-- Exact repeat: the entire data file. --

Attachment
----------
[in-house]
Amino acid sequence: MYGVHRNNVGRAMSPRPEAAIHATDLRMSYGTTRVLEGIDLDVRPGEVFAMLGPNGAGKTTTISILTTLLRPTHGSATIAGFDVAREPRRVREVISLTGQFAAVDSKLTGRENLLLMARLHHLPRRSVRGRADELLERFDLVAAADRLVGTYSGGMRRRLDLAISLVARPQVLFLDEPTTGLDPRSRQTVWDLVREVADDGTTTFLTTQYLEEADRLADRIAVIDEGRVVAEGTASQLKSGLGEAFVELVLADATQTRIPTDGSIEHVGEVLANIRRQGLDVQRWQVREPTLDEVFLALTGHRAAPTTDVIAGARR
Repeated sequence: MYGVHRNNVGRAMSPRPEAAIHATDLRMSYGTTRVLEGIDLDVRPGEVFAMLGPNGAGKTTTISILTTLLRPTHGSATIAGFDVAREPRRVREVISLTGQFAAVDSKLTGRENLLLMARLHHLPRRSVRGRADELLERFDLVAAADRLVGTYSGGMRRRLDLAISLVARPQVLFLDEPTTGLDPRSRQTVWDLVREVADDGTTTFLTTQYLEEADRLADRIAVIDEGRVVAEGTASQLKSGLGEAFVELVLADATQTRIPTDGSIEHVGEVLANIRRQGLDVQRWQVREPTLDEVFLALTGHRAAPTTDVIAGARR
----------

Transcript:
[in-house]
Amino acid sequence: MYGVHRNNVGRAMSPRPEAAIHATDLRMSYGTTRVLEGIDLDVRPGEVFAMLGPNGAGKTTTISILTTLLRPTHGSATIAGFDVAREPRRVREVISLTGQFAAVDSKLTGRENLLLMARLHHLPRRSVRGRADELLERFDLVAAADRLVGTYSGGMRRRLDLAISLVARPQVLFLDEPTTGLDPRSRQTVWDLVREVADDGTTTFLTTQYLEEADRLADRIAVIDEGRVVAEGTASQLKSGLGEAFVELVLADATQTRIPTDGSIEHVGEVLANIRRQGLDVQRWQVREPTLDEVFLALTGHRAAPTTDVIAGARR
Repeated sequence: MYGVHRNNVGRAMSPRPEAAIHATDLRMSYGTTRVLEGIDLDVRPGEVFAMLGPNGAGKTTTISILTTLLRPTHGSATIAGFDVAREPRRVREVISLTGQFAAVDSKLTGRENLLLMARLHHLPRRSVRGRADELLERFDLVAAADRLVGTYSGGMRRRLDLAISLVARPQVLFLDEPTTGLDPRSRQTVWDLVREVADDGTTTFLTTQYLEEADRLADRIAVIDEGRVVAEGTASQLKSGLGEAFVELVLADATQTRIPTDGSIEHVGEVLANIRRQGLDVQRWQVREPTLDEVFLALTGHRAAPTTDVIAGARR